September 20, 2017
 
Think Twice before Joining the Nonprofit Twitterati

By Dorie Clark

Dorie Clark
Haunted by the notion of having started a blog or joined Facebook late in the game, more and more nonprofits are establishing Twitter accounts, which let them send updates of up to 140 characters to masses of people.

Instead of blindly trying to keep up with the Twitterati, however, they should first determine whether this communication tool makes sense for them.

The pull to sign up, facilitated by easy online registration, is strong and at least one nonprofit executive—literally on the phone with a reporter writing a story about nonprofit Twitter usage—immediately signed up online because he didn’t want to seem “behind the times” and admit he wasn’t registered.

Twitter has proven itself useful under certain circumstances. During major news events real-time updates are often riveting and informative. Some journalists have use Twitter to broadcast their questions or interview needs, speeding up (and opening up) the news gathering process.

Nonprofits focused on advocacy can use the service to mobilize their constituents immediately—“Email your legislator!”—or publicize events. You can see examples of nonprofits that are using Twitter at twitter.com/nonprofitorgs.

Twitter—like blogs and news articles—is a critical source to monitor trends in your industry and buzz about your organization. In terms of posting your own Twitter updates, however, most adults with jobs are barely keeping up with their email and voicemail, much less “tweets.”

Nonprofits considering opening an account should first ask themselves:
  1. Do supporters want to hear from you at least once a day? Your members may want the play-by-play of Beacon Hill budget votes, Congressional confirmation hearings, or the like. But if your information isn’t time-sensitive or that interesting (“We hired a new bookkeeper!”), then save it for your website or an e-newsletter.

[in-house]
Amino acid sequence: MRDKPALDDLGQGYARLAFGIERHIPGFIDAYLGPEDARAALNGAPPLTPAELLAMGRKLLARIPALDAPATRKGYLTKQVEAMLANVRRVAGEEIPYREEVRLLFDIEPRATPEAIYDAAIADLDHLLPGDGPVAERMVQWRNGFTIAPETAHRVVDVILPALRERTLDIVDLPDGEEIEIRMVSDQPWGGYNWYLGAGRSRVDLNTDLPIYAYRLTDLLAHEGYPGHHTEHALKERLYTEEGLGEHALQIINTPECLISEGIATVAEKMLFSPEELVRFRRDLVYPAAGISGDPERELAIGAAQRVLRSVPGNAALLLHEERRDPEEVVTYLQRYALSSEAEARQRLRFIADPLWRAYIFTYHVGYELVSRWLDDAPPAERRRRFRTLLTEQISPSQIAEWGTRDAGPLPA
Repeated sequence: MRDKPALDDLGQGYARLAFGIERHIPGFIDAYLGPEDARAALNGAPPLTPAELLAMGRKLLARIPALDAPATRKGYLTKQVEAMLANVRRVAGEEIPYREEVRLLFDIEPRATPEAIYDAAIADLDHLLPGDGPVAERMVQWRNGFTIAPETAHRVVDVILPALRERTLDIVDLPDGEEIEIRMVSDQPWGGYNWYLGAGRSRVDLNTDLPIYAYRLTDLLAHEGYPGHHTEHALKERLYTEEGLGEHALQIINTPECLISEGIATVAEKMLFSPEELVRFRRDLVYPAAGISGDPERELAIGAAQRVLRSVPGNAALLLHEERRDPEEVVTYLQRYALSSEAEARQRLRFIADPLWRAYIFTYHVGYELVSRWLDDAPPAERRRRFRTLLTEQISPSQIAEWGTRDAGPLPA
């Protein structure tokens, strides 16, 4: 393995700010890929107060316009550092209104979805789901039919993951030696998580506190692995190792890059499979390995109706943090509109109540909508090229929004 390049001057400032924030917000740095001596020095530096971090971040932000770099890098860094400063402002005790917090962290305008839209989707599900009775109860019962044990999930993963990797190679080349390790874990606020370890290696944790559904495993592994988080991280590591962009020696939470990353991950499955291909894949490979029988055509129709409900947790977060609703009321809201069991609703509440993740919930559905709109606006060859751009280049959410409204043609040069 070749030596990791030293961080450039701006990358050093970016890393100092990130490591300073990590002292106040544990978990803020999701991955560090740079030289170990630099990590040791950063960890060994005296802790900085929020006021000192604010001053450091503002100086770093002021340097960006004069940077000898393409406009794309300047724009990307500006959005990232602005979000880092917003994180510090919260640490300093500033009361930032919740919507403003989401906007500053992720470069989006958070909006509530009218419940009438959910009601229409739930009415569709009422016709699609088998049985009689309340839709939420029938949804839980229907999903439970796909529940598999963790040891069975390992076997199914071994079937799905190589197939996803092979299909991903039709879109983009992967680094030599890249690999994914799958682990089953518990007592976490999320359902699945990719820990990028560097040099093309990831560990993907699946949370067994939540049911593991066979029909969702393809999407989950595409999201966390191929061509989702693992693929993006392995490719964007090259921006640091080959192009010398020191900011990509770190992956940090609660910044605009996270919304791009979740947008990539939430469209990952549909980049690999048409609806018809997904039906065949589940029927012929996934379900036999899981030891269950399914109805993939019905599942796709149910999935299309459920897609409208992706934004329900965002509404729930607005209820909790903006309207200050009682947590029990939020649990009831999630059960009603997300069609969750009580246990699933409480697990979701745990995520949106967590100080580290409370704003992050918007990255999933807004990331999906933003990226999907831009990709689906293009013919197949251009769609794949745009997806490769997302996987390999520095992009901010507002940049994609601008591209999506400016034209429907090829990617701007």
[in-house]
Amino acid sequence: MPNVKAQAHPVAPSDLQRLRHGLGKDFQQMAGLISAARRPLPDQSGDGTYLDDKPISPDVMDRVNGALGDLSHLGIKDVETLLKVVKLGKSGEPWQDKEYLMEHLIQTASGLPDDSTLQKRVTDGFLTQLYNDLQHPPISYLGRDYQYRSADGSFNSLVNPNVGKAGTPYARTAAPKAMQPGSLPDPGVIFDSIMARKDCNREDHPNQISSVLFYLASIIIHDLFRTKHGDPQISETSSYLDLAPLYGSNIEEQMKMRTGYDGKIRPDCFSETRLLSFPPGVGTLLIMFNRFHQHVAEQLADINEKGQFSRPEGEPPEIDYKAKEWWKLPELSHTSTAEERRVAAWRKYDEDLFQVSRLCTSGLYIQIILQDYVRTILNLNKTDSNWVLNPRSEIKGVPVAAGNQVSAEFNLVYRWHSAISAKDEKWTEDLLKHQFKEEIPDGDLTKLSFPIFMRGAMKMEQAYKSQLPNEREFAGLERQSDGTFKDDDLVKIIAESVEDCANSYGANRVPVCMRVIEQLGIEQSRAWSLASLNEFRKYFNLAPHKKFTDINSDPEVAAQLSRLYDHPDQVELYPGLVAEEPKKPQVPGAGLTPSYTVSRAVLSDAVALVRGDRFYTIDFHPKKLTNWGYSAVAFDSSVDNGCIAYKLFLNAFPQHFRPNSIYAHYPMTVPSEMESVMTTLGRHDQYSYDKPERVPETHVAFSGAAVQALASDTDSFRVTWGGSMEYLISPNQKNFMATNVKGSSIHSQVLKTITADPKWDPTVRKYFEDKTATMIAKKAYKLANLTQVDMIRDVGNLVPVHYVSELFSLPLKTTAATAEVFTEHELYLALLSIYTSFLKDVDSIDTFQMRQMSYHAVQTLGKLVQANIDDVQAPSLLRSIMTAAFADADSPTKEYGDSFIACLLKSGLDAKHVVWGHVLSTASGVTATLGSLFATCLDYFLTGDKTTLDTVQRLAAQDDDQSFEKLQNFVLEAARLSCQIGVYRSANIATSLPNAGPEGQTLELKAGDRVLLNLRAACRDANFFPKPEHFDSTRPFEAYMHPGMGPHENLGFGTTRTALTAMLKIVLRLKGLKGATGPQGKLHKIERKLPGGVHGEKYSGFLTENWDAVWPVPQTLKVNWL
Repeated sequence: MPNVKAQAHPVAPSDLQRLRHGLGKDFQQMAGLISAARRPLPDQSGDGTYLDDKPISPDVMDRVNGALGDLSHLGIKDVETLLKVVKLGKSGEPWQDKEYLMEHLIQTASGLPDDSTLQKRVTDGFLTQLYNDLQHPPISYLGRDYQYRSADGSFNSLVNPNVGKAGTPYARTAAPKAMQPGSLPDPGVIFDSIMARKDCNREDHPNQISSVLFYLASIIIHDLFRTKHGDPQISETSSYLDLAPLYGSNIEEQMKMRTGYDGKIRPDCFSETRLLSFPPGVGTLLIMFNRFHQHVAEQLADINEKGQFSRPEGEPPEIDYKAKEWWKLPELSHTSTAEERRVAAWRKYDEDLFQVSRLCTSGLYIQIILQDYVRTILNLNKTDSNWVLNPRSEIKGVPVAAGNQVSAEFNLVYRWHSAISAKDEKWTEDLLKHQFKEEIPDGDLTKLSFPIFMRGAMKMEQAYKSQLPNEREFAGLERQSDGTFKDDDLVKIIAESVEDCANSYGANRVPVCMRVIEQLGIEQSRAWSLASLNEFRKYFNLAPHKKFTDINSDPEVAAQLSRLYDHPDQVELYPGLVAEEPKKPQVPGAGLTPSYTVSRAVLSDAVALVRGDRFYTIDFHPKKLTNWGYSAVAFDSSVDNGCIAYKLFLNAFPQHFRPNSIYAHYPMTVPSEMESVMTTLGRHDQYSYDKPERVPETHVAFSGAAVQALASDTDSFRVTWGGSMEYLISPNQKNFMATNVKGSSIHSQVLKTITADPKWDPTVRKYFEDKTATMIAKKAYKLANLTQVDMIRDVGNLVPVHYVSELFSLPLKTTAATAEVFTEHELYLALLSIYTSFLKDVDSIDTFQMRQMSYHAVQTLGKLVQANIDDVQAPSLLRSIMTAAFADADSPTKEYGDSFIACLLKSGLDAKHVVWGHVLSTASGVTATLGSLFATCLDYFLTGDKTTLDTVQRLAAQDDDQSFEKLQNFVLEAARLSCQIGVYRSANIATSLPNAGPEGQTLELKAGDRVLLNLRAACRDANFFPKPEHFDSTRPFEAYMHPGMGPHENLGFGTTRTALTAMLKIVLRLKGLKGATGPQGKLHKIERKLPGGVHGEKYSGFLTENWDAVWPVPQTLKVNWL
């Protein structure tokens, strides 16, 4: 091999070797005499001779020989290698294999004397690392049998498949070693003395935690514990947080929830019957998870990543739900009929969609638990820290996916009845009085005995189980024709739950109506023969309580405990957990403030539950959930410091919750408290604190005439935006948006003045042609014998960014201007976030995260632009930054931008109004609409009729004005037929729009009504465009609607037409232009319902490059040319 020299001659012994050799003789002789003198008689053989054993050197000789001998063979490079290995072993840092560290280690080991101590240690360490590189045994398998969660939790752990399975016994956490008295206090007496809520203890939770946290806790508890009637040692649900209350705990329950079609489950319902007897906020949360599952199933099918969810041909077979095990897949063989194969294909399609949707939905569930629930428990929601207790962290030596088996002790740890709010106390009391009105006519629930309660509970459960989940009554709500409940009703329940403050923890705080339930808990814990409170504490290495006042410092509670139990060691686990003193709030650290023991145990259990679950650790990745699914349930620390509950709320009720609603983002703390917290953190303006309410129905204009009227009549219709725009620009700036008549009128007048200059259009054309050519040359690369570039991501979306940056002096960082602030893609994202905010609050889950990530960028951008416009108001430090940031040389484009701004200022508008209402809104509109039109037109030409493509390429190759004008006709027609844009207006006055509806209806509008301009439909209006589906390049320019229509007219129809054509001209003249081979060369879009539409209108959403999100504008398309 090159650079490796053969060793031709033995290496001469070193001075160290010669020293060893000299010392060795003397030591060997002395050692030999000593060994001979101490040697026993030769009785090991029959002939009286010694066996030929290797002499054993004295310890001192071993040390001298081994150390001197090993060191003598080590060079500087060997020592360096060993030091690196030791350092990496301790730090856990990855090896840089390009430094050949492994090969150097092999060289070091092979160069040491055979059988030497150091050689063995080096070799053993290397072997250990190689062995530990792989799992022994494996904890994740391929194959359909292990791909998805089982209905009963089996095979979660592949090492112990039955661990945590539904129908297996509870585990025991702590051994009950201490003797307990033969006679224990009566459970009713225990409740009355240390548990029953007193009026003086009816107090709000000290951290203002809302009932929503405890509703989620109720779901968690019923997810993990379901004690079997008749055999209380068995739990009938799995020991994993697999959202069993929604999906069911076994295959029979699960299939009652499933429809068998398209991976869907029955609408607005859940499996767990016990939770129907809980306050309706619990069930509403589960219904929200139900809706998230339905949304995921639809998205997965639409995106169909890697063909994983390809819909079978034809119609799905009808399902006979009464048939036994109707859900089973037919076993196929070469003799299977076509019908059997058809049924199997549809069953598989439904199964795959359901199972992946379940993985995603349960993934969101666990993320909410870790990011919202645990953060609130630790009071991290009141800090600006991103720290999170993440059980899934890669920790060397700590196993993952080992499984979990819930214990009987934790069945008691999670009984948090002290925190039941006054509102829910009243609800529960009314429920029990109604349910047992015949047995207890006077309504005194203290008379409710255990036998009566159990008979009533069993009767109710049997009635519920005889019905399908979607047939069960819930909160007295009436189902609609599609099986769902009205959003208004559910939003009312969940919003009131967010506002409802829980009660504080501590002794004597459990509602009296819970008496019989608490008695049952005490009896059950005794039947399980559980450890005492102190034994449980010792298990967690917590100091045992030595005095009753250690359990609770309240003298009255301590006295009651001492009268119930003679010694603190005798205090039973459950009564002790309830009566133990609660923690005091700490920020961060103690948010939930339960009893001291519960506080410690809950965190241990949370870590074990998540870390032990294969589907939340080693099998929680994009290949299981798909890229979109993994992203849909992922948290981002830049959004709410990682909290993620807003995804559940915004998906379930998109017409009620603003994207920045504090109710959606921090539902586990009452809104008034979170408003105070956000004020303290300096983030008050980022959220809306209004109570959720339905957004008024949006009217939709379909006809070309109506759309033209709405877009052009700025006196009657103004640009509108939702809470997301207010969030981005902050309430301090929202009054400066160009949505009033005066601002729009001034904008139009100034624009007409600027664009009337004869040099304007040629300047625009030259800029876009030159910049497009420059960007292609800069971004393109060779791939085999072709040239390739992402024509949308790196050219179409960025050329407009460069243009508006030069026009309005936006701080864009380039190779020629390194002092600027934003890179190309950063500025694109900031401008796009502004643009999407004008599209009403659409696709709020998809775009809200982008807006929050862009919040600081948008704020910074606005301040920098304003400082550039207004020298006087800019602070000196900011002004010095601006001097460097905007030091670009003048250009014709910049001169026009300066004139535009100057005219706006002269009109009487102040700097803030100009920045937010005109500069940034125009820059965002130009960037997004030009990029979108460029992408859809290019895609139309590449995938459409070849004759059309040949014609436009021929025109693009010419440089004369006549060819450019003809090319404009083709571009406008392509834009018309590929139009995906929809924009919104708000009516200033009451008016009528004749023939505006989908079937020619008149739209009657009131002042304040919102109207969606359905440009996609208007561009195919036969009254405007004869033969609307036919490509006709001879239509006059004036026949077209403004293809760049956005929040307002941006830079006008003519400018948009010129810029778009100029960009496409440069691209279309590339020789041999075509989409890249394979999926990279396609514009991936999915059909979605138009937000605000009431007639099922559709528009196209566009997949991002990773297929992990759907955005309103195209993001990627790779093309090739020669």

2. Do your supporters actually use Twitter? If your members are tech-savvy advocates, then keeping your street cred intact may necessitate using Twitter. But if they lack access to the Internet or “smart phones,” or many of your supporters aren’t comfortable online, you may be better off waiting to see if this is a fad or a long-term trend.

  3. Who will tweet? Setting up your account and gaining followers is great, but only if you’ve designated someone to handle the updates. Make sure you identify a responsible staffer at the outset. (You could outsource tweeting to a trusted volunteer, but tread carefully—blasting out an inappropriate message to thousands of supporters could cause problems.)

  4. What will you say? Tweeting is a commitment. Just as any viable blog should be updated at least two to three times per week, your organization should plan to use Twitter daily. Do you have enough content? Think back to the last week. If you had a Twitter account, what would you have posted? Now look at next week’s calendar. Are there enough opportunities to warrant daily communications?
If you have a good answer to each question, by all means set up a Twitter account, especially if your supporters are dying to hear from you and you’ve got important things to tell them. But if any of the above questions give you pause, think hard about jumping on the bandwagon right now.

No one wants to be left behind when an important trend is unfolding. But the real secret to building a successful, long-term relationship with your supporters is communicating with them in the ways that best meet their needs.

Dorie Clark is a marketing strategy consultant. Email to dorie@dorieclark.com or call 617-942-1598.

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